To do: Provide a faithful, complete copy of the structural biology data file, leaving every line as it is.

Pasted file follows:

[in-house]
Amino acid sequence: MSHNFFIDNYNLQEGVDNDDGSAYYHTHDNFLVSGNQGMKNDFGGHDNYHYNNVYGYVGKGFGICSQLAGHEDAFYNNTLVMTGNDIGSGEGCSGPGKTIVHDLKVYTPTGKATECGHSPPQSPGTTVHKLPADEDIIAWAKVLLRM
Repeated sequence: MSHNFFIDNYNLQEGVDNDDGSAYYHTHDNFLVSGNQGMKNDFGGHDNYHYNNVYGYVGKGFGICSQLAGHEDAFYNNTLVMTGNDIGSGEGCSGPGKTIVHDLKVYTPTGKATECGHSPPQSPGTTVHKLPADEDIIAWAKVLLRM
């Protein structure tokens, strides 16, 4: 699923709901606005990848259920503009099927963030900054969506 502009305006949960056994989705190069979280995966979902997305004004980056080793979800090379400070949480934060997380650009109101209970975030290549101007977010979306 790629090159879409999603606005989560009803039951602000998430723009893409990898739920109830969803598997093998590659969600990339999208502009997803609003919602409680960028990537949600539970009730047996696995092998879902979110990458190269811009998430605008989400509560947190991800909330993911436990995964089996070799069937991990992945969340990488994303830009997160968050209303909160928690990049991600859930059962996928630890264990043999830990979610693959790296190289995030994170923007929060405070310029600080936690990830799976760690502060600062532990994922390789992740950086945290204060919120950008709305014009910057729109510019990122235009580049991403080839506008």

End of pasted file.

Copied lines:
[in-house]
Amino acid sequence: MSHNFFIDNYNLQEGVDNDDGSAYYHTHDNFLVSGNQGMKNDFGGHDNYHYNNVYGYVGKGFGICSQLAGHEDAFYNNTLVMTGNDIGSGEGCSGPGKTIVHDLKVYTPTGKATECGHSPPQSPGTTVHKLPADEDIIAWAKVLLRM
Repeated sequence: MSHNFFIDNYNLQEGVDNDDGSAYYHTHDNFLVSGNQGMKNDFGGHDNYHYNNVYGYVGKGFGICSQLAGHEDAFYNNTLVMTGNDIGSGEGCSGPGKTIVHDLKVYTPTGKATECGHSPPQSPGTTVHKLPADEDIIAWAKVLLRM
């Protein structure tokens, strides 16, 4: 699923709901606005990848259920503009099927963030900054969506 502009305006949960056994989705190069979280995966979902997305004004980056080793979800090379400070949480934060997380650009109101209970975030290549101007977010979306 790629090159879409999603606005989560009803039951602000998430723009893409990898739920109830969803598997093998590659969600990339999208502009997803609003919602409680960028990537949600539970009730047996696995092998879902979110990458190269811009998430605008989400509560947190991800909330993911436990995964089996070799069937991990992945969340990488994303830009997160968050209303909160928690990049991600859930059962996928630890264990043999830990979610693959790296190289995030994170923007929060405070310029600080936690990830799976760690502060600062532990994922390789992740950086945290204060919120950008709305014009910057729109510019990122235009580049991403080839506008």